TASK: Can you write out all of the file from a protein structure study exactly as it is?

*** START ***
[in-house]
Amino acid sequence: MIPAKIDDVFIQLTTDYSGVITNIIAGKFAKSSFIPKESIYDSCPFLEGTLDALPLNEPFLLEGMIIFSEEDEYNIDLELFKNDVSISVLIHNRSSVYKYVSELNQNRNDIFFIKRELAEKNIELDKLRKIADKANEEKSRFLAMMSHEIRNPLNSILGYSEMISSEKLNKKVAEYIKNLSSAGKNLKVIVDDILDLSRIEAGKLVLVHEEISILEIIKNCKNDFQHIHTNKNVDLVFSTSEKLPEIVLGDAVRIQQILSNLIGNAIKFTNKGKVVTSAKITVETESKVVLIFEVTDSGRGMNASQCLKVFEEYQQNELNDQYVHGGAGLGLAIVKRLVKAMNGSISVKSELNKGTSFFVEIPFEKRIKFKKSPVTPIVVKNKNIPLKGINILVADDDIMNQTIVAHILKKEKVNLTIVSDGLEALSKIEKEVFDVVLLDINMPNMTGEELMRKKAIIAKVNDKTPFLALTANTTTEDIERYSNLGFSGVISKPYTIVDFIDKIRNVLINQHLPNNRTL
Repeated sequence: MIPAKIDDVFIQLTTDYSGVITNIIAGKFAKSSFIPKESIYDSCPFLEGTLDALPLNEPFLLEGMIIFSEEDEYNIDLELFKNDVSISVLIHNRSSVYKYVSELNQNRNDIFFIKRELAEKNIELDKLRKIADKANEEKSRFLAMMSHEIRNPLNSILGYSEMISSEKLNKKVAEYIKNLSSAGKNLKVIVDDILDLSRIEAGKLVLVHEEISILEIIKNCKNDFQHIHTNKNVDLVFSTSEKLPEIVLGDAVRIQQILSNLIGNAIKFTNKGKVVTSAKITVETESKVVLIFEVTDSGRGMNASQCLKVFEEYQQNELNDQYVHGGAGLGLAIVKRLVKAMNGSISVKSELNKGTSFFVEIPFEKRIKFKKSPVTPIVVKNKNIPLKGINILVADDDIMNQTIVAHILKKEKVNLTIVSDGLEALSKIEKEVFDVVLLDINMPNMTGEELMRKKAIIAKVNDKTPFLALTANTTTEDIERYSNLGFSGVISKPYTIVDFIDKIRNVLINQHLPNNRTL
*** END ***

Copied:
[in-house]
Amino acid sequence: MIPAKIDDVFIQLTTDYSGVITNIIAGKFAKSSFIPKESIYDSCPFLEGTLDALPLNEPFLLEGMIIFSEEDEYNIDLELFKNDVSISVLIHNRSSVYKYVSELNQNRNDIFFIKRELAEKNIELDKLRKIADKANEEKSRFLAMMSHEIRNPLNSILGYSEMISSEKLNKKVAEYIKNLSSAGKNLKVIVDDILDLSRIEAGKLVLVHEEISILEIIKNCKNDFQHIHTNKNVDLVFSTSEKLPEIVLGDAVRIQQILSNLIGNAIKFTNKGKVVTSAKITVETESKVVLIFEVTDSGRGMNASQCLKVFEEYQQNELNDQYVHGGAGLGLAIVKRLVKAMNGSISVKSELNKGTSFFVEIPFEKRIKFKKSPVTPIVVKNKNIPLKGINILVADDDIMNQTIVAHILKKEKVNLTIVSDGLEALSKIEKEVFDVVLLDINMPNMTGEELMRKKAIIAKVNDKTPFLALTANTTTEDIERYSNLGFSGVISKPYTIVDFIDKIRNVLINQHLPNNRTL
Repeated sequence: MIPAKIDDVFIQLTTDYSGVITNIIAGKFAKSSFIPKESIYDSCPFLEGTLDALPLNEPFLLEGMIIFSEEDEYNIDLELFKNDVSISVLIHNRSSVYKYVSELNQNRNDIFFIKRELAEKNIELDKLRKIADKANEEKSRFLAMMSHEIRNPLNSILGYSEMISSEKLNKKVAEYIKNLSSAGKNLKVIVDDILDLSRIEAGKLVLVHEEISILEIIKNCKNDFQHIHTNKNVDLVFSTSEKLPEIVLGDAVRIQQILSNLIGNAIKFTNKGKVVTSAKITVETESKVVLIFEVTDSGRGMNASQCLKVFEEYQQNELNDQYVHGGAGLGLAIVKRLVKAMNGSISVKSELNKGTSFFVEIPFEKRIKFKKSPVTPIVVKNKNIPLKGINILVADDDIMNQTIVAHILKKEKVNLTIVSDGLEALSKIEKEVFDVVLLDINMPNMTGEELMRKKAIIAKVNDKTPFLALTANTTTEDIERYSNLGFSGVISKPYTIVDFIDKIRNVLINQHLPNNRTL